We’ve heard all sorts of chatter about the Phillies possibly moving impending free agents Cole Hamels or Shane Victorino if GM Ruben Amaro, Jr. decides to become a seller before the July 31 non-waiver trade deadline, but they aren’t the only players drawing interest from opposing general managers.
ESPN’s Buster Olney reported last night that Reds are among the teams who have expressed interest in outfielder Juan Pierre. Entering today’s action, Reds leadoff hitters rank dead-last in the majors this season in batting average (.201), on-base percentage (.246) and OPS (.562), so GM Walt Jocketty is keeping the phone lines open for an upgrade.
Pierre joined the Phillies on a minor league deal over the winter and is hitting .312/.349/.380 with one home run, 17 RBI and a .730 OPS through 72 games played this season. The 34-year-old outfielder is currently tied for fourth in the majors with 20 stolen bases. If acquired by the Reds, he would likely be used as part of an outfield rotation with Drew Stubbs, Ryan Ludwick and Chris Heisey.
Not all players coming in to spring training are in The Best Shapes of Their Lives. Some have put on a few pounds, such as Miguel Sano, notes Twins GM Thad Levine:
Sano has been given medical clearance to engage in all baseball workouts with his teammates, his surgically reinforced left shin now completely healed, though the Twins intend to lighten his schedule to prevent any new injuries.
They’d like to lighten something else, too: His “generous carriage,” as General Manager Thad Levine delicately put it last week. Sano’s conditioning understandably lags, after a winter largely spent incapacitated by the surgery.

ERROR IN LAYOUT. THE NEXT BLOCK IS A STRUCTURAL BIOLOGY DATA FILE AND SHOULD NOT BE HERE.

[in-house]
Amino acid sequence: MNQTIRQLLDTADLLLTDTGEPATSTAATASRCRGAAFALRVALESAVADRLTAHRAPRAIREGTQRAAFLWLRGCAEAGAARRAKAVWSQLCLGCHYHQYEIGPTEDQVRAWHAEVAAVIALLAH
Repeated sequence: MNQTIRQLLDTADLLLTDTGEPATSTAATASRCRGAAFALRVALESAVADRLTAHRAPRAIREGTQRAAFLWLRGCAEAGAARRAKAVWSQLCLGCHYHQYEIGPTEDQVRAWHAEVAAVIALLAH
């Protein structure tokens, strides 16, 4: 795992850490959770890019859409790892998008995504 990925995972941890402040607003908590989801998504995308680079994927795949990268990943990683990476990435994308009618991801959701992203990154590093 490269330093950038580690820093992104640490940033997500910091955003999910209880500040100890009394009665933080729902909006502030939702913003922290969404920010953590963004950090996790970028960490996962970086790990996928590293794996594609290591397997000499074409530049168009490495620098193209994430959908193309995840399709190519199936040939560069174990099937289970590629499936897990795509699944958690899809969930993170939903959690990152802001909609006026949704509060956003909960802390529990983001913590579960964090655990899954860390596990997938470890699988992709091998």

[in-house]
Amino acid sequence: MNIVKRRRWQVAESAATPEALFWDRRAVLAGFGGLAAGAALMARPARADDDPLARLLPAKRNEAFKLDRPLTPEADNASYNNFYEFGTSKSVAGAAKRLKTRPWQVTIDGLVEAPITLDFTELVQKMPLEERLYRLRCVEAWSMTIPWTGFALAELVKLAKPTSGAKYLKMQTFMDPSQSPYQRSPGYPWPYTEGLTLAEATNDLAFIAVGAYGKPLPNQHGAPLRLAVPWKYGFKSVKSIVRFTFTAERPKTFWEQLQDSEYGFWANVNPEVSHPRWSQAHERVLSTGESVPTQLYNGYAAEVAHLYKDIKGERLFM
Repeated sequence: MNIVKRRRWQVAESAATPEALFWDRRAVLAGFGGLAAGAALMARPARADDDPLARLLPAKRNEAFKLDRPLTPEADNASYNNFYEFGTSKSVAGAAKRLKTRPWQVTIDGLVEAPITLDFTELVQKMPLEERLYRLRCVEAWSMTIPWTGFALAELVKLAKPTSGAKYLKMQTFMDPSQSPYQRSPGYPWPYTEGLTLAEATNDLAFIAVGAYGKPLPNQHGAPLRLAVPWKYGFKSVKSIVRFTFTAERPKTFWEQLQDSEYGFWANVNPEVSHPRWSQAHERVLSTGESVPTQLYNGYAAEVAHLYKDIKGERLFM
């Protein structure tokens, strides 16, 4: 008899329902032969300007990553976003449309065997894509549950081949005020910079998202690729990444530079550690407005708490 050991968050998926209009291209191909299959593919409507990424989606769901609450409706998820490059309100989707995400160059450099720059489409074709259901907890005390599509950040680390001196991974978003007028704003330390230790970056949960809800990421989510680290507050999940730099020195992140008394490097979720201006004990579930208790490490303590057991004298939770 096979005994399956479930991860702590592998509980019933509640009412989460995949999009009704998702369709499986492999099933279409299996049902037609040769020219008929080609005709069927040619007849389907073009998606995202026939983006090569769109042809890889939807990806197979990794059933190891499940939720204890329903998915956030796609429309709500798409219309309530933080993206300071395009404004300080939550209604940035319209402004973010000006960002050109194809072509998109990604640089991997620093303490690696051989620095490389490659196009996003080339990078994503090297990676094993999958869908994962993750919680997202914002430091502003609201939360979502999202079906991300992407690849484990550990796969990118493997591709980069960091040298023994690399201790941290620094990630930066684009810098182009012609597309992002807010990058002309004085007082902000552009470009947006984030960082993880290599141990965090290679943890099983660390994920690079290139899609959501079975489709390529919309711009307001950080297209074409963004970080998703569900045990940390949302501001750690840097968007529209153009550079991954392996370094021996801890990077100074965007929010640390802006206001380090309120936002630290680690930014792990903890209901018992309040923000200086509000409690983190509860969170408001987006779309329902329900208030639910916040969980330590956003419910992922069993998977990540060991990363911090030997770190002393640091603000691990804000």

Sano’s conditioning has often been a topic of conversation among the members of the Minnesota press corps, though not always in good faith. For example, last year when Sano injured his shin by fouling a ball off of it, one member of the The Fourth Estate found a way to make a column out of blaming the freak injury on Sano’s conditioning. At least in this instance his colleague is correctly noting that the poor conditioning is a result of the injury and not the cause.
Still, it’s just another issue facing Sano this spring. He’s out of shape, coming off of an injury, and — not that he’s due any sympathy for it — he’s facing a likely suspension arising out of the allegations of sexual assault leveled against him late last year.
So this spring we’ll be seeing more of Sano, it seems. At least until that time we’ll be seeing less of him.